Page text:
I recently viewed a documentary about Chely Wright. The documentary titled “Wish Me Away” followed her three-year journey towards publicly coming out of the closet in her memoir. It also followed the release of her latest album “Lifted Off The Ground.” Ms. Wright is the very first country music star to come out as an “out and proud” lesbian. You should know that coming out of the closet is a difficult time for many people. Country music fans mainly identify themselves as Christian and most of them belong to the Republican party. Many (but not all) people from these political and religious affiliations are not accepting of the LGBT community. Due to this fact, many upcoming country music artists are forced to hide their sexual orientation for fear of losing their career. Since coming out, Chely has been the subject of numerous death threats from anti gay country music fans. She has not received a single invitation from the country music industry. Despite this fact, she has absolutely no regrets in her decision to reveal the truth that country music forced her to deny for many years. Chely has become a world-renowned advocate for the LGBT community and her story has helped many people who are going through similar struggles.
“I hear the word ‘tolerance’—that some people are trying to teach people to be tolerant of gays. I’m not satisfied with that word. I am gay, and I am not seeking to be ‘tolerated’. One tolerates a toothache, rush-hour traffic, an annoying neighbor with a cluttered yard. I am not a negative to be tolerated.” Chely Wright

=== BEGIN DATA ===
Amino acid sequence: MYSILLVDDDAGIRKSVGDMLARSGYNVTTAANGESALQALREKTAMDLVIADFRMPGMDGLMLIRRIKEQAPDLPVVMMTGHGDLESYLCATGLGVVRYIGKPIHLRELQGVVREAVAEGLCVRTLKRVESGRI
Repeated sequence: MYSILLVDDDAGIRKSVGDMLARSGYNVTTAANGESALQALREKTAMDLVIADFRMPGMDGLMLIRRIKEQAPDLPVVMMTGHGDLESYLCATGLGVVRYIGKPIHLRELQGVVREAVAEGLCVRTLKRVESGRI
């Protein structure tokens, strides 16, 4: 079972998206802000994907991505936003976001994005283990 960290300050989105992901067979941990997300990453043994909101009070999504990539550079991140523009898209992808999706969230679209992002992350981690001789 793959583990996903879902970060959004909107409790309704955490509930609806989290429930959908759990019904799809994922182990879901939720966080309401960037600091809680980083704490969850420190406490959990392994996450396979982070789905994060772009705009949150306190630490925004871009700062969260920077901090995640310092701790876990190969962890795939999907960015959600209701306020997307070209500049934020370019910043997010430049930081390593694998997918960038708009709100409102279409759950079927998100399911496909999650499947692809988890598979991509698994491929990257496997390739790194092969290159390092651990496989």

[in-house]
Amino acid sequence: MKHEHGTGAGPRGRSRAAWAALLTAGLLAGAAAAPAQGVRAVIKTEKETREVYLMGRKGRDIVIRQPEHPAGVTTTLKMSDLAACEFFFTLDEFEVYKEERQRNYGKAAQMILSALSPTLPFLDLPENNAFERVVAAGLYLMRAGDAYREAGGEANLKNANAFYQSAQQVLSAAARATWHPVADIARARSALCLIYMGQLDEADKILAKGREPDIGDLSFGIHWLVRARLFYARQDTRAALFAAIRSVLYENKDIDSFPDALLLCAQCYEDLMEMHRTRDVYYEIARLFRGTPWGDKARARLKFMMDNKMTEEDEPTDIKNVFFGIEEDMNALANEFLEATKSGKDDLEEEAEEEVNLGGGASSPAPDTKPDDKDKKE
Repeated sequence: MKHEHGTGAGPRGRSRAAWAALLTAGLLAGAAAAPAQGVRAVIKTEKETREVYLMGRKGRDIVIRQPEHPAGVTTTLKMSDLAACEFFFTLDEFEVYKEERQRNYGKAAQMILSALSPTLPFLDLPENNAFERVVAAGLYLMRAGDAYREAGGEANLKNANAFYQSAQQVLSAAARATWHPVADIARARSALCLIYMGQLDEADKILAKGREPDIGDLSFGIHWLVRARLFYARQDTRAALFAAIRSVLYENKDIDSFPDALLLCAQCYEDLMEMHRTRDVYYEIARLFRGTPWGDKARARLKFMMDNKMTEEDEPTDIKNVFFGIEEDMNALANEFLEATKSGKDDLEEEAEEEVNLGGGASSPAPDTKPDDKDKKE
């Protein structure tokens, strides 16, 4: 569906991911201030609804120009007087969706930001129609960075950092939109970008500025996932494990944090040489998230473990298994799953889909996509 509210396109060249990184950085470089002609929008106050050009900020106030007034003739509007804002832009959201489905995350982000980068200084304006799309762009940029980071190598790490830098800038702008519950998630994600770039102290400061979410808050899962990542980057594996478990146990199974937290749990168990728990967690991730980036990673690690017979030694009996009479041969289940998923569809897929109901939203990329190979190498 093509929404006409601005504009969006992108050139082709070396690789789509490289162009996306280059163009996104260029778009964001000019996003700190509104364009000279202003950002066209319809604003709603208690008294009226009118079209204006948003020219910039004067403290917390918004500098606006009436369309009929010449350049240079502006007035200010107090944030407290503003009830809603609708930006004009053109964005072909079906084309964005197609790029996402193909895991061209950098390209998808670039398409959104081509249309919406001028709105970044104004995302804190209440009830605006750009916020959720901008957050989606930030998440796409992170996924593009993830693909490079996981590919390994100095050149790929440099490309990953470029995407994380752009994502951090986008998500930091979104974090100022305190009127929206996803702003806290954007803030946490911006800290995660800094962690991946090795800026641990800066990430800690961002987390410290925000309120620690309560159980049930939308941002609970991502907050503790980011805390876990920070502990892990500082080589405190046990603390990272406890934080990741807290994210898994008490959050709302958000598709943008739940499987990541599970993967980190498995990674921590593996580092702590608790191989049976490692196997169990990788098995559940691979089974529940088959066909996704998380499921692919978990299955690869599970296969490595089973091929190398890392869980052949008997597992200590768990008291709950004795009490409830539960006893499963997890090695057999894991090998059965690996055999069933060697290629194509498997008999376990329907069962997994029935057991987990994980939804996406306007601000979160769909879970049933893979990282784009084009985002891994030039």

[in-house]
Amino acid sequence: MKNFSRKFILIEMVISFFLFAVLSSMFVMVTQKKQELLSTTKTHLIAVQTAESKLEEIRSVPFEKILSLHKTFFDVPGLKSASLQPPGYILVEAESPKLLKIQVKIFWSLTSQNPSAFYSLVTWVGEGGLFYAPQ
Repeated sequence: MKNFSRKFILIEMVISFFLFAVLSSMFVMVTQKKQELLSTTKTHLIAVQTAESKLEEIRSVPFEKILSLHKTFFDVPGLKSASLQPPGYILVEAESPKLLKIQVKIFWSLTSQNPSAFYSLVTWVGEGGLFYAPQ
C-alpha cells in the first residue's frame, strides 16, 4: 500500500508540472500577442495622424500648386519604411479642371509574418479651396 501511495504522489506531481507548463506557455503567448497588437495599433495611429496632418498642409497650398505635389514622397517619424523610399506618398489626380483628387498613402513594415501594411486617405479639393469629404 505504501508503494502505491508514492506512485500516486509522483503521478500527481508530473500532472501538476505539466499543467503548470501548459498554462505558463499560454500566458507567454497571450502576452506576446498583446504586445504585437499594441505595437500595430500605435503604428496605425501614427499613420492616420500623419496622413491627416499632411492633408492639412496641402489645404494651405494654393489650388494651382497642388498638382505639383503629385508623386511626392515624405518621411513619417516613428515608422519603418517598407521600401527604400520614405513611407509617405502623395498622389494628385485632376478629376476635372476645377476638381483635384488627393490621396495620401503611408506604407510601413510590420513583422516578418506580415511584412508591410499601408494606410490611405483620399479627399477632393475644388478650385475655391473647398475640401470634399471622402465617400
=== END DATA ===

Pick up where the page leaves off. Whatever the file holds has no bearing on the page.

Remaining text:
The above quote addressed a word that I feel LGBT activists should eliminate from their vocabulary. The word I am referring to is tolerance. Tolerate means “to endure without repugnance; to put up with. “We gays and lesbians already know there are people who have repugnant attitudes towards the LGBT community. If you are reading this, I would like to ask you a few questions. Do you believe that same sex relationships are more evil than sick and twisted behaviors like incest, polygamy, pedophilia, necrophilia and bestiality? Do you say that you “love” us but detest our sin? Do you believe that we are “unnatural” and a threat to the “sanctity of marriage”? If you answered “yes” to any of these questions, you are repugnant attitude! I will accept that you have your own views. I have grown used to the fact that people do not accept my “decision” to be attracted to men. However, that absolutely does not mean I will tolerate people who impose their repugnance on me.
Many people on the Autistic Spectrum understand what it feels like to be merely “tolerated” instead of genuinely accepted. I am sure you know that the Autistic mind is a specialist mind. They have a very specific learning style and are incredibly gifted in one particular hobby, skill or topic of interest. There are many advantages towards these unique gifts. It is a great way to build social skills. It gives the child the ability to connect with people of whom they have in common with. If the child possesses enough knowledge and skill, there are many rewarding possibilities in life after high school. They can enter the workforce, join the armed forces and/or pursue post secondary education at a college, university or technical school. They could even start their own business and make money doing that one thing they love to do. These qualifications can put them on the path to a very rewarding career! It is great to know that there are many people who do accept and appreciate our differences, whatever they may be. These are the only people who will matter.